I've been trying to teach my DD to set small goals and rewards for herself - "When I complete two pages in my packet, I'll watch an episode of Dance Moms on my Kindle" - and she seems to enjoy the grown-up feeling of deciding how much she'll complete and what the reward will be. I don't know how long that will last but we're going with it for now.

ETA: The surest way I know to stop the "Merry Christmas" sarcasm is to take her literally. Happily thank her, wish her a Merry Christmas in return and give her a big hug for being so thoughtful. Getting the opposite reaction from the one she was hoping for should stop her in her tracks.

And we're not in Louisiana, but just across the border in Texas, and I agree with you about the 6th grade math standards being ridiculous. Lots of algebraic concepts that the kid is just not ready for yet. Very complex multi-step problems. It's hard.



pafer
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Posted: 12/27/2012 4:56:38 PM
I would have bribed her with a pedicure but she can't get her cast wet! I did tell her she would be able to have a friend over for a sleepover but we have not planned it yet. I can use that as leverage. On a positive note she is sitting trying to write an abstract for her paper but grumbling about it.

I should note that there was absolutely no instruction given by the teacher on how to write an abstract or any kind of research paper. All they got was a packet of written instructions with an example of an abstract. She wrote a paper for her social studies fair project in 4th grade with much help from her dad and I as it was optional that year and they had not been taught to write a research paper yet. She did not get a grade so she submitted the same paper with modifications last year when the project was required work. I should note they did not get taught last year how to do this intense a research project either. She won her division at her school and went to district where she placed 2nd and got to go to State to represent her school.

She had to option of adding to that project and using it again this year but we felt it was in her best interest to start from scratch and learn more about how to write a paper. Turns out there won't be much instruction on that at school though and we again will be the main source of instruction on how to write the paper. She is excited about the topic she picked and seemed eager to start and yet here we sit in a battle of stubborn will and bad attitude.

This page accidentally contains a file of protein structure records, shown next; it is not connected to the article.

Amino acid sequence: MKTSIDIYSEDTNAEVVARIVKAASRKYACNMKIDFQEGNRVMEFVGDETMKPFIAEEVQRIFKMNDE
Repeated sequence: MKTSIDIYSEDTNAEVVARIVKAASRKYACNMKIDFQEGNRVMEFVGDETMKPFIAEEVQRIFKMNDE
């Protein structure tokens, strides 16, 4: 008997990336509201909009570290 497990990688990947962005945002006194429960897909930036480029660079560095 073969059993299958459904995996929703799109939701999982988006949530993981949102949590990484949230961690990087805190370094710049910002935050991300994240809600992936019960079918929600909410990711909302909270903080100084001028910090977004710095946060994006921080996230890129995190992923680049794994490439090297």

Thanks for the suggestions and for the ears to listen to me grumble.

cycworker
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Posted: 12/27/2012 4:58:02 PM
Honestly?

Leave her alone. Let her fail if it comes down to that. She knows what she has to do. She'll do it, or she won't. And if she chooses not to, she'll have the consequences to deal with.

Better she learn the lessons now than in high school.


-Tania... but people who like me call me `Tang`


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Darkangel090260
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Posted: 12/27/2012 5:03:17 PM
Why is she doing anything besides her home work. Homework comes first, if it is not done then she should not be doing anything ells, that includes playing with her new i touch.

The one that broke the i touch she be
Working off the Coast to repair it


I have quite a few learing disabilitys that effect my spelling a grammer. I do know my grammer and spelling suck. I have been working on this problem all my adult life.

*maureen*
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Posted: 12/27/2012 5:09:00 PM
Sixth grade? Let her fail, she'll learn how to prioritize and failing wont majorly impact her future. Sometimes it's the only way to get through to kids. The sarcasm however, would necessitate a trip to her room until she gets the attitude under control.


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Maizie
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Posted: 12/27/2012 6:20:35 PM
6th grade.... Is she over doing it in general? If the school load is that thick normally, I'd back off of any extra curricular stuff. But I am kind of with her.... Let her be a kid and enjoy her break from school! I am not a fan of school over vacation time.


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AKathy
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Posted: 12/27/2012 6:21:59 PM

Sixth grade? Let her fail, she'll learn how to prioritize and failing wont majorly impact her future. Sometimes it's the only way to get through to kids. The sarcasm however, would necessitate a trip to her room until she gets the attitude under control.

I agree with Maureen.


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Maryland
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Posted: 12/27/2012 6:25:13 PM
We would not be letting our child talk to us like that. No ipod at all until she gets rid of the attitude. AS for her work, I would tell her again about what she needs to do, tell her if she starts working on it now, you are there to help her out. But you are not helping if she waits until the last minute and if she gets in trouble, it's her fault.